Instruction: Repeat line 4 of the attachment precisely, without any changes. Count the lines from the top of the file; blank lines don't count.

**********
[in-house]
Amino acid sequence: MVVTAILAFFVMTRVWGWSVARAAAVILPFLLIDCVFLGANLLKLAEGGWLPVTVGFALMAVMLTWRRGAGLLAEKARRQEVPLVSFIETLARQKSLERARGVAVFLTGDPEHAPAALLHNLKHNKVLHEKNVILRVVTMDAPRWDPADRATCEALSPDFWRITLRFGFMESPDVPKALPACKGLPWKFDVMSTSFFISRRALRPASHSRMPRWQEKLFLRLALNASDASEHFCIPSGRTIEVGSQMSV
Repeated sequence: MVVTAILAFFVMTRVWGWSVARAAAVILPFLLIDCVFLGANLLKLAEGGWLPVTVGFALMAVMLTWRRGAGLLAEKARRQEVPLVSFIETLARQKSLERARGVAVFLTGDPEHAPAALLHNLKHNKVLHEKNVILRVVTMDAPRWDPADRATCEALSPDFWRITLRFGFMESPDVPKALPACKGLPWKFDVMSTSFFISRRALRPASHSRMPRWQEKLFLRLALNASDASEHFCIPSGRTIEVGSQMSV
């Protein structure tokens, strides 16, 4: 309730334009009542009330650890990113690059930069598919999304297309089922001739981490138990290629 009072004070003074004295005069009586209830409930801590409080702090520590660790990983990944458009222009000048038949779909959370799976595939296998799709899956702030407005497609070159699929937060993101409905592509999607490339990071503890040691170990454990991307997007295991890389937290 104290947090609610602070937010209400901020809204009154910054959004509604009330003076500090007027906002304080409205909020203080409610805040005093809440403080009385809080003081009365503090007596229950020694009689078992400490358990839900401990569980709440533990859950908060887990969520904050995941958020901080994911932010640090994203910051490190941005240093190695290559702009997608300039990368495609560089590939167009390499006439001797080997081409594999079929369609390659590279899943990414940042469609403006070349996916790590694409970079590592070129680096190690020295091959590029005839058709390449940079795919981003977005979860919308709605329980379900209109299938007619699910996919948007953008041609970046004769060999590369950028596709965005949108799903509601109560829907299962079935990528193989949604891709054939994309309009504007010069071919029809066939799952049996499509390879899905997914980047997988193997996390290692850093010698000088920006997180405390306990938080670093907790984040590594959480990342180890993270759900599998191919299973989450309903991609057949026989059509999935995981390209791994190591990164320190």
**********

């Protein structure tokens, strides 16, 4: 309730334009009542009330650890990113690059930069598919999304297309089922001739981490138990290629 009072004070003074004295005069009586209830409930801590409080702090520590660790990983990944458009222009000048038949779909959370799976595939296998799709899956702030407005497609070159699929937060993101409905592509999607490339990071503890040691170990454990991307997007295991890389937290 104290947090609610602070937010209400901020809204009154910054959004509604009330003076500090007027906002304080409205909020203080409610805040005093809440403080009385809080003081009365503090007596229950020694009689078992400490358990839900401990569980709440533990859950908060887990969520904050995941958020901080994911932010640090994203910051490190941005240093190695290559702009997608300039990368495609560089590939167009390499006439001797080997081409594999079929369609390659590279899943990414940042469609403006070349996916790590694409970079590592070129680096190690020295091959590029005839058709390449940079795919981003977005979860919308709605329980379900209109299938007619699910996919948007953008041609970046004769060999590369950028596709965005949108799903509601109560829907299962079935990528193989949604891709054939994309309009504007010069071919029809066939799952049996499509390879899905997914980047997988193997996390290692850093010698000088920006997180405390306990938080670093907790984040590594959480990342180890993270759900599998191919299973989450309903991609057949026989059509999935995981390209791994190591990164320190």